Windows Server How-To

How To Run PowerShell Commands Against a Remote VM

Here's a look at the Invoke-Command cmdlet and how it will be extended in Windows Server 2016.

PowerShell is one of Microsoft's preferred tools for managing Windows Servers. Although it's easy to think of PowerShell as a local management tool, PowerShell can just as easily be used to manage other servers in your datacenter. This capability is especially helpful if you have a lot of Hyper-V virtual machines and want to be able to perform bulk management operations.

There are a few different ways of running a PowerShell command against a remote server. For the purposes of this article however, I want to show you how to use the Invoke-Command cmdlet. The reason why I want to talk about this particular method is because the Invoke-Command cmdlet is being extended in Windows Server 2016 to provide better support for Hyper-V virtual machines. I will get to that in a few minutes.

The first thing that you will need to do is to configure the remote system to allow for remote management. Microsoft disables remote PowerShell management by default as a way of enhancing security.

To enable remote PowerShell management, logon to the remote server, open PowerShell (as an Administrator) and run the following command:

Enable-PSRemoting –Force

This command does a few different things. First, it starts the WinRM service, which is used for Windows remote management. It also configures the service to start automatically each time that the server is booted and it also adds a firewall rule that allows inbound connections. In case you are wondering, the Force parameter is used for the sake of convenience. Without it, PowerShell will nag you for approval as it performs the various steps. You can see what the command looks like in action in Figure 1.

[Click on image for larger view.]  Figure 1. You must use the Enable-PSRemoting cmdlet to prepare the remote server for management.

There are about a zillion different ways that you can use the Invoke-Command cmdlet. Microsoft provides full documentation for using this cmdlet here. This site covers the full command syntax in ponderous detail. For the purposes of this article however, I want to try to keep things simple and show you an easy method of running a command against a remote system.

The first thing that you need to know is that any time you are going to be running a PowerShell command against a remote system, you will have to enter an authentication credential. Although this step is necessary, it is a bit of a pain to enter a set of credentials every time you run a command. Therefore, my advice is to map your credentials to a variable. To do so, enter the following command:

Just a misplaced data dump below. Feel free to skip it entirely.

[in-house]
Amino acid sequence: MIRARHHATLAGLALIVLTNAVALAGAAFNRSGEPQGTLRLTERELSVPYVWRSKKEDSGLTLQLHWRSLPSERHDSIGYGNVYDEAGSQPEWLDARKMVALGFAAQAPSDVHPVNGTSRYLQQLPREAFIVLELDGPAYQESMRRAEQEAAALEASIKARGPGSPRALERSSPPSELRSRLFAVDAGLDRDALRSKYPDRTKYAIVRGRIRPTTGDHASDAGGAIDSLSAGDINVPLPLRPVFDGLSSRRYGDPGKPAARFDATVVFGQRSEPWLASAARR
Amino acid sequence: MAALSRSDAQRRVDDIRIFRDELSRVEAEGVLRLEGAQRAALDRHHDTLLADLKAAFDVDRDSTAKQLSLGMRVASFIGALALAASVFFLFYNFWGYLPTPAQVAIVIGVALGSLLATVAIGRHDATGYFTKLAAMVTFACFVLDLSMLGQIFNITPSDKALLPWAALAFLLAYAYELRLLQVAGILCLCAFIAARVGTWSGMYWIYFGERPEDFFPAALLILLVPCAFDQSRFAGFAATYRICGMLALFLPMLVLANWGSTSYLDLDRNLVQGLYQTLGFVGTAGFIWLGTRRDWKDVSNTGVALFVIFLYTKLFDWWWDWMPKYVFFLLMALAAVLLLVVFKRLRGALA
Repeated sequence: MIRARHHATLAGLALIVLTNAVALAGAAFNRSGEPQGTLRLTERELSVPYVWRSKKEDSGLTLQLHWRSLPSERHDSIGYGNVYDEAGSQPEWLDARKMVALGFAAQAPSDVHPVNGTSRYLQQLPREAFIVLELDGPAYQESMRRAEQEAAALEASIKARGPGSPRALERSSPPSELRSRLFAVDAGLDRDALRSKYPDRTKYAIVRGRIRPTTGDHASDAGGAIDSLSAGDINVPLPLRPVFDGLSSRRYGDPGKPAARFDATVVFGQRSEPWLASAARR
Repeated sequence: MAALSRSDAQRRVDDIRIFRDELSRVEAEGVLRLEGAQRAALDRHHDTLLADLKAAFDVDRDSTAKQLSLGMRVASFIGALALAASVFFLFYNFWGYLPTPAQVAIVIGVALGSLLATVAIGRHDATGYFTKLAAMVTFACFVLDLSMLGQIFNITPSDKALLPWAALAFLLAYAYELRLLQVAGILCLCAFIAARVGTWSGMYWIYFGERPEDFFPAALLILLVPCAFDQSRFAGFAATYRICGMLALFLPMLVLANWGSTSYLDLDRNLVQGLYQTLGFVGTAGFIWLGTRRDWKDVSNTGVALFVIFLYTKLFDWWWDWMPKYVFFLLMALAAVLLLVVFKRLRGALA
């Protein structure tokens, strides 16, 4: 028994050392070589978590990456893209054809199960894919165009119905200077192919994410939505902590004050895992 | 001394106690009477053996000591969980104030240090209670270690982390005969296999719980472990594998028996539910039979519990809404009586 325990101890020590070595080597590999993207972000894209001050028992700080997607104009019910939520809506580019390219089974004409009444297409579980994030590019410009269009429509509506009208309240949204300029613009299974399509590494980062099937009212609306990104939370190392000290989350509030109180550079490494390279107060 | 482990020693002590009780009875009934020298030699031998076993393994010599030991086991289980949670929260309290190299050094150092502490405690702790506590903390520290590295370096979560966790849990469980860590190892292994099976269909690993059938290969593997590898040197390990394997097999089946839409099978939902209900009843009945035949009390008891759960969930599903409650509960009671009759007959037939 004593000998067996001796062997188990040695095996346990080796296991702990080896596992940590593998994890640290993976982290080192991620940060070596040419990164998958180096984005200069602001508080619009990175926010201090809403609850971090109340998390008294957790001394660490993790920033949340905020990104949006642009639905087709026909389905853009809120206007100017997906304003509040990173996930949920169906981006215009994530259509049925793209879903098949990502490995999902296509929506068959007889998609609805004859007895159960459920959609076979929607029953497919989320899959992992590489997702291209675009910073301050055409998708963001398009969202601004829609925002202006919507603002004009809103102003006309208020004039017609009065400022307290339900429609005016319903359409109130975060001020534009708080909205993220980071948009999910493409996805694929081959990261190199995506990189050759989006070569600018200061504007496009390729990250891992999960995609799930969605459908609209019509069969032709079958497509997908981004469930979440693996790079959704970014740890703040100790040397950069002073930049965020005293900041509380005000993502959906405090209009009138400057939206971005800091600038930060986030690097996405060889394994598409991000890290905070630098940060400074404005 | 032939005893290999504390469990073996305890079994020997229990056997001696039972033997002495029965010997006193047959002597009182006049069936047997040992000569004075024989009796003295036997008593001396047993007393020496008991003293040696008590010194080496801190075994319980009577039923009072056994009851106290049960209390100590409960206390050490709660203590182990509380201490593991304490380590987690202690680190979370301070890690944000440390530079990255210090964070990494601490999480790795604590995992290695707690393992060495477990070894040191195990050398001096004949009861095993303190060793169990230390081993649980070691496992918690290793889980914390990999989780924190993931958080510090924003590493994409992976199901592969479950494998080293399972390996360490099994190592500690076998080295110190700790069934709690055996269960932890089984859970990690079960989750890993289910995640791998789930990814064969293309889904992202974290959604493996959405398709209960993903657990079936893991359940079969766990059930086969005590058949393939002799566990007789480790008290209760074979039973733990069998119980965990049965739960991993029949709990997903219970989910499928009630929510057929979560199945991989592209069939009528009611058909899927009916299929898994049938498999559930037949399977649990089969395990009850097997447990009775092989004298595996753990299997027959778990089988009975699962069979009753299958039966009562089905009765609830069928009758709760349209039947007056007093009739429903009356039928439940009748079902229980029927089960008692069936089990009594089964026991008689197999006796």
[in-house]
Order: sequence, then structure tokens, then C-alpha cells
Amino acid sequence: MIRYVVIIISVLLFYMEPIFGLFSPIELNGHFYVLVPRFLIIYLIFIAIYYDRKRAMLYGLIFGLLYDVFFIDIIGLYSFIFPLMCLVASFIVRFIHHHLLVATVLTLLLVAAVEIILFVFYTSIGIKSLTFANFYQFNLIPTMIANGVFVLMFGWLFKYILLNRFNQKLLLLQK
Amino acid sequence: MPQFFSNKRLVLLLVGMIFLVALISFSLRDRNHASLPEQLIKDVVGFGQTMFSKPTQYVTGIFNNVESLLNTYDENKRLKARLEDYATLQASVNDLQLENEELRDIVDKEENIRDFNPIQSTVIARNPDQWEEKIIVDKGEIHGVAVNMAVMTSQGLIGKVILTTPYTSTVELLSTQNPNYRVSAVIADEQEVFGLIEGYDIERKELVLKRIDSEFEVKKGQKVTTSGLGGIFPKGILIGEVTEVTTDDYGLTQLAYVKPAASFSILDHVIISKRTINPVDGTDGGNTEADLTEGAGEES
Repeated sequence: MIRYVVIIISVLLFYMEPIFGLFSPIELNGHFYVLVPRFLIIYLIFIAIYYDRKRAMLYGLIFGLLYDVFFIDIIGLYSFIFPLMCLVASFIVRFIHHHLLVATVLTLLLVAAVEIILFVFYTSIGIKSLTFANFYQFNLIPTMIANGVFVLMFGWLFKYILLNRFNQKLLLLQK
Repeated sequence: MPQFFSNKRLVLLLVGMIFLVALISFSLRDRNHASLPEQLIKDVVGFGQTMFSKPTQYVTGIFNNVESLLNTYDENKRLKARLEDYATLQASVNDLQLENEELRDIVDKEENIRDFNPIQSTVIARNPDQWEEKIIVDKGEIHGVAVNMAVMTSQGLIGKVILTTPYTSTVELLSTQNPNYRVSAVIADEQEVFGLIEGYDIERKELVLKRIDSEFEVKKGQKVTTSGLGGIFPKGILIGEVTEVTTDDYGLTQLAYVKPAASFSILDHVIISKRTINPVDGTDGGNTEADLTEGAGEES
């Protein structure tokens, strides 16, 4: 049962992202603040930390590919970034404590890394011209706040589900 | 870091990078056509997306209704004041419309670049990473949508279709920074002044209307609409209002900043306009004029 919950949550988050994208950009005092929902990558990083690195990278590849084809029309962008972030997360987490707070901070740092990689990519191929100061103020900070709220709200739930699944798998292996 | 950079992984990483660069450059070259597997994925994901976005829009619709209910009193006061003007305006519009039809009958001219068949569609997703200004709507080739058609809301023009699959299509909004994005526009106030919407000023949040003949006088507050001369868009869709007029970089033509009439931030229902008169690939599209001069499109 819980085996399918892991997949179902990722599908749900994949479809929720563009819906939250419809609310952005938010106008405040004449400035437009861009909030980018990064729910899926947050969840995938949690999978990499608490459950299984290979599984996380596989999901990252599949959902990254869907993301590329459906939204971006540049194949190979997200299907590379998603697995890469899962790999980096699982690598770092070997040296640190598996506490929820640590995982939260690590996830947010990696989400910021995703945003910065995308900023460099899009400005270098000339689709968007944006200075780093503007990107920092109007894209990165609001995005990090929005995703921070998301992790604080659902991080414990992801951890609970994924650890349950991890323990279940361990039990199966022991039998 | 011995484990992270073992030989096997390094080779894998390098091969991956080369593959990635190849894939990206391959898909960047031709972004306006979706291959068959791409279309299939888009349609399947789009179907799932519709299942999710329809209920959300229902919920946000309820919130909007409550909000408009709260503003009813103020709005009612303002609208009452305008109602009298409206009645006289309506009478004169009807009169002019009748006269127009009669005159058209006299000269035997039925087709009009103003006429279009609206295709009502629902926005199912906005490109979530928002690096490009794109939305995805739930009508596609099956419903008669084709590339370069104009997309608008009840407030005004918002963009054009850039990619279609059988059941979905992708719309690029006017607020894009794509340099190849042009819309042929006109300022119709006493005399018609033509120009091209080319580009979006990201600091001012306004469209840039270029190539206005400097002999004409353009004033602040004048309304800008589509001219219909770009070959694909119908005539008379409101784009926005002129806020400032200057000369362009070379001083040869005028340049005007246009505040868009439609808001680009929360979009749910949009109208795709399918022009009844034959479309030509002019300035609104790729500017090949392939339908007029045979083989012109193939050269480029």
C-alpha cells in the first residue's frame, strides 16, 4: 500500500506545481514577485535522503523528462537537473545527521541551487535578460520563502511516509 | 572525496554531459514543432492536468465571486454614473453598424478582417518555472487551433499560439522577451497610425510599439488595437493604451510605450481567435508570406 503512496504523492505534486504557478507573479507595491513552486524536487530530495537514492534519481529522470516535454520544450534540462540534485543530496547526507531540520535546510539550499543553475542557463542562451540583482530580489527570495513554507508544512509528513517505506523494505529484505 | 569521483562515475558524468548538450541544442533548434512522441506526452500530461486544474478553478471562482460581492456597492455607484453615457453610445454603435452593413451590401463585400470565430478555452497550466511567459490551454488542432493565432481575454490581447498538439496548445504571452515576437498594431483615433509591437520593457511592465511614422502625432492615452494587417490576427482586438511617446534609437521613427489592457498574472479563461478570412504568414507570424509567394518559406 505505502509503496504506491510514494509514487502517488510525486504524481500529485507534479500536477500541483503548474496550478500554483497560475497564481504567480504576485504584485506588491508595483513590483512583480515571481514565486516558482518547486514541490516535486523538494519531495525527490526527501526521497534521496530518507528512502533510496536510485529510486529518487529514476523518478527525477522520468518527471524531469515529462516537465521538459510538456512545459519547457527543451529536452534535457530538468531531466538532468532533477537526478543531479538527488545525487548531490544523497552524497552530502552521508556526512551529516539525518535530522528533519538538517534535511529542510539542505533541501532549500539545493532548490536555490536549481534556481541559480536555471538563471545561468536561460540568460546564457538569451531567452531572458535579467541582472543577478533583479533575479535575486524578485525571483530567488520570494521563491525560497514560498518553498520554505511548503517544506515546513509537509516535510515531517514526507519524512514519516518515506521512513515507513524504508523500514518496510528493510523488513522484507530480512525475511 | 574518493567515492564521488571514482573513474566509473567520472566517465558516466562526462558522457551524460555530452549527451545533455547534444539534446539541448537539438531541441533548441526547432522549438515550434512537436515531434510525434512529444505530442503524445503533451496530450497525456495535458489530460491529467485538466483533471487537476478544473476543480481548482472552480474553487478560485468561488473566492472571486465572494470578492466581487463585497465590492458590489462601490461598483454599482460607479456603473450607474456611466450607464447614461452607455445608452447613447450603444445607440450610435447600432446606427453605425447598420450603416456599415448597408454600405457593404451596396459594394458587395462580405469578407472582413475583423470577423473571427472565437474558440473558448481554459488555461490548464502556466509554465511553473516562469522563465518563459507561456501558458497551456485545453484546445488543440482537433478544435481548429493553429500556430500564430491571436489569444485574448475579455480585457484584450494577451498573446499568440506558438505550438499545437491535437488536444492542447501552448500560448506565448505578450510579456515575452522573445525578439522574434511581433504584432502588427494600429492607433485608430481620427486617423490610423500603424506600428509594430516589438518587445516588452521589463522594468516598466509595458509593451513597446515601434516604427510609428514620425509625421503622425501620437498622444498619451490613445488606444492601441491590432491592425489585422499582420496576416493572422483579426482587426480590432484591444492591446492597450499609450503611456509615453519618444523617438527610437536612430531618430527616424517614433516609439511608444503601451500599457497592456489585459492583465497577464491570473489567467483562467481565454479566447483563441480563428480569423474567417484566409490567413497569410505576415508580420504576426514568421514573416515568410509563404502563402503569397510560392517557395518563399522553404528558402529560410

$Cred = Get-Credential

As you can see in Figure 2, entering this command causes PowerShell to prompt you for a username and password. The credentials that you enter are mapped to the variable $Cred.

[Click on image for larger view.]  Figure 2. Your credentials can be mapped to a variable.

Now that your credentials have been captured, the easiest way to run a command against a remote server is by using the following syntax:

Invoke-Command –ComputerName <server name> -Credential  $Cred –ScriptBlock{The command that you want to run}

OK, so let's take a look at how this command works. Right now I am using PowerShell on a system that is running Windows 8.1. I have a Hyper-V server named Hyper-V-4. Let's suppose that I want to run the Get-VM cmdlet on that server so that I can find out what virtual machines currently exist on it. To do so, I would use this command:

Invoke-Command –ComputerName Hyper-V-4 –Credential $Cred  –ScriptBlock{Get-VM}

As you can see, the script block contains the command that needs to be executed on the remote system. It is worth noting that this technique only works if both computers are domain joined and are using Kerberos authentication. Otherwise, you will have to use the HTTPS transport or add the remote computer to a list of trusted hosts. The previously mentioned TechNet article contains instructions for doing so.

At the beginning of this article, I mentioned that Invoke-Command was being extended in Windows Server 2016 to better support Hyper-V virtual machines. Microsoft is adding a parameter named VMName (which is used in place of ComputerName). This extension makes use of a new feature called PowerShell direct, which allows you to run PowerShell commands on a Hyper-V virtual machine even if the virtual machine is not connected to the network. This is accomplished by communicating with the VM through the VMBus.

So as you can see, the Invoke-Command cmdlet makes it easy to manage remote servers through PowerShell. I would encourage you to check out the previously mentioned TechNet article because there is a lot more that you can do with the Invoke-Command cmdlet than what I have covered here.

About the Author

Brien Posey is a seven time Microsoft MVP with over two decades of IT experience. As a freelance writer, Posey has written many thousands of articles and written or contributed to several dozen books on a wide variety of IT topics. Prior to going freelance, Posey was a CIO for a national chain of hospitals and healthcare facilities. He has also served as a network administrator for some of the country's largest insurance companies and for the Department of Defense at Fort Knox. When He isn't busy writing, Brien Posey enjoys exotic travel, scuba diving, and racing his Cigarette boat. You can visit his personal Web site at: www.brienposey.com.

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